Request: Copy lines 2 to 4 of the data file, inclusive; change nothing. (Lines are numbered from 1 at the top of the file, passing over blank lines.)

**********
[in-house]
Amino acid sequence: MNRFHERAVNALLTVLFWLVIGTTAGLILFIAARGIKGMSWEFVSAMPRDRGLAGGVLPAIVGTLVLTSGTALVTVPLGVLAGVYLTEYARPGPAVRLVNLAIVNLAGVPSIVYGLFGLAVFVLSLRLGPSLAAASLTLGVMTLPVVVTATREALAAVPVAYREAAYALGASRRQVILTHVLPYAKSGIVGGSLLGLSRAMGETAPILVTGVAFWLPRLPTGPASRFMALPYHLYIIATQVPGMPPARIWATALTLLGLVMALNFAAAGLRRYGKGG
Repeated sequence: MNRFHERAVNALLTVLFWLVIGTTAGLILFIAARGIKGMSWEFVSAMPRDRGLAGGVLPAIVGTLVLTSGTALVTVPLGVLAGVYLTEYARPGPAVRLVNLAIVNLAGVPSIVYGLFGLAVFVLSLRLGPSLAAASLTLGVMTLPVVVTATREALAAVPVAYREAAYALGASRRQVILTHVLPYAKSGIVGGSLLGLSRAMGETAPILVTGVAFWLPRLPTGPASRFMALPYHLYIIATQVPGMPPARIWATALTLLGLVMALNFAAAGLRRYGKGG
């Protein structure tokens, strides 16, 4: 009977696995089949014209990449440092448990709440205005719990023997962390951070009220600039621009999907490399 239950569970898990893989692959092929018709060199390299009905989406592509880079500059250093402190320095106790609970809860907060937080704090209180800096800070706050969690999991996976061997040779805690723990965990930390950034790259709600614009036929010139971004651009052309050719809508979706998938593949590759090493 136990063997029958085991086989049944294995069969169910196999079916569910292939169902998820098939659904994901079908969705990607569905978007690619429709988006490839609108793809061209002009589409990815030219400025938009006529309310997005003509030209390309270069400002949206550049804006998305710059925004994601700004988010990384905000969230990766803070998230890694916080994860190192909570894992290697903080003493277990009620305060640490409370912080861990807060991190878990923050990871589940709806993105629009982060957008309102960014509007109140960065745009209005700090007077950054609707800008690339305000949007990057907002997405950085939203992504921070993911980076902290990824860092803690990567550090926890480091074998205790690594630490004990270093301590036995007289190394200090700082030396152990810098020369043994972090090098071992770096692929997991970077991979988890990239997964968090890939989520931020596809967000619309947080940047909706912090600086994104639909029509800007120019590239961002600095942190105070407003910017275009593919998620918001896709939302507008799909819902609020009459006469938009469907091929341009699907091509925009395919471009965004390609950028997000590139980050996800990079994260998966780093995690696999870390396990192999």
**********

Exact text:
Amino acid sequence: MNRFHERAVNALLTVLFWLVIGTTAGLILFIAARGIKGMSWEFVSAMPRDRGLAGGVLPAIVGTLVLTSGTALVTVPLGVLAGVYLTEYARPGPAVRLVNLAIVNLAGVPSIVYGLFGLAVFVLSLRLGPSLAAASLTLGVMTLPVVVTATREALAAVPVAYREAAYALGASRRQVILTHVLPYAKSGIVGGSLLGLSRAMGETAPILVTGVAFWLPRLPTGPASRFMALPYHLYIIATQVPGMPPARIWATALTLLGLVMALNFAAAGLRRYGKGG
Repeated sequence: MNRFHERAVNALLTVLFWLVIGTTAGLILFIAARGIKGMSWEFVSAMPRDRGLAGGVLPAIVGTLVLTSGTALVTVPLGVLAGVYLTEYARPGPAVRLVNLAIVNLAGVPSIVYGLFGLAVFVLSLRLGPSLAAASLTLGVMTLPVVVTATREALAAVPVAYREAAYALGASRRQVILTHVLPYAKSGIVGGSLLGLSRAMGETAPILVTGVAFWLPRLPTGPASRFMALPYHLYIIATQVPGMPPARIWATALTLLGLVMALNFAAAGLRRYGKGG
């Protein structure tokens, strides 16, 4: 009977696995089949014209990449440092448990709440205005719990023997962390951070009220600039621009999907490399 239950569970898990893989692959092929018709060199390299009905989406592509880079500059250093402190320095106790609970809860907060937080704090209180800096800070706050969690999991996976061997040779805690723990965990930390950034790259709600614009036929010139971004651009052309050719809508979706998938593949590759090493 136990063997029958085991086989049944294995069969169910196999079916569910292939169902998820098939659904994901079908969705990607569905978007690619429709988006490839609108793809061209002009589409990815030219400025938009006529309310997005003509030209390309270069400002949206550049804006998305710059925004994601700004988010990384905000969230990766803070998230890694916080994860190192909570894992290697903080003493277990009620305060640490409370912080861990807060991190878990923050990871589940709806993105629009982060957008309102960014509007109140960065745009209005700090007077950054609707800008690339305000949007990057907002997405950085939203992504921070993911980076902290990824860092803690990567550090926890480091074998205790690594630490004990270093301590036995007289190394200090700082030396152990810098020369043994972090090098071992770096692929997991970077991979988890990239997964968090890939989520931020596809967000619309947080940047909706912090600086994104639909029509800007120019590239961002600095942190105070407003910017275009593919998620918001896709939302507008799909819902609020009459006469938009469907091929341009699907091509925009395919471009965004390609950028997000590139980050996800990079994260998966780093995690696999870390396990192999």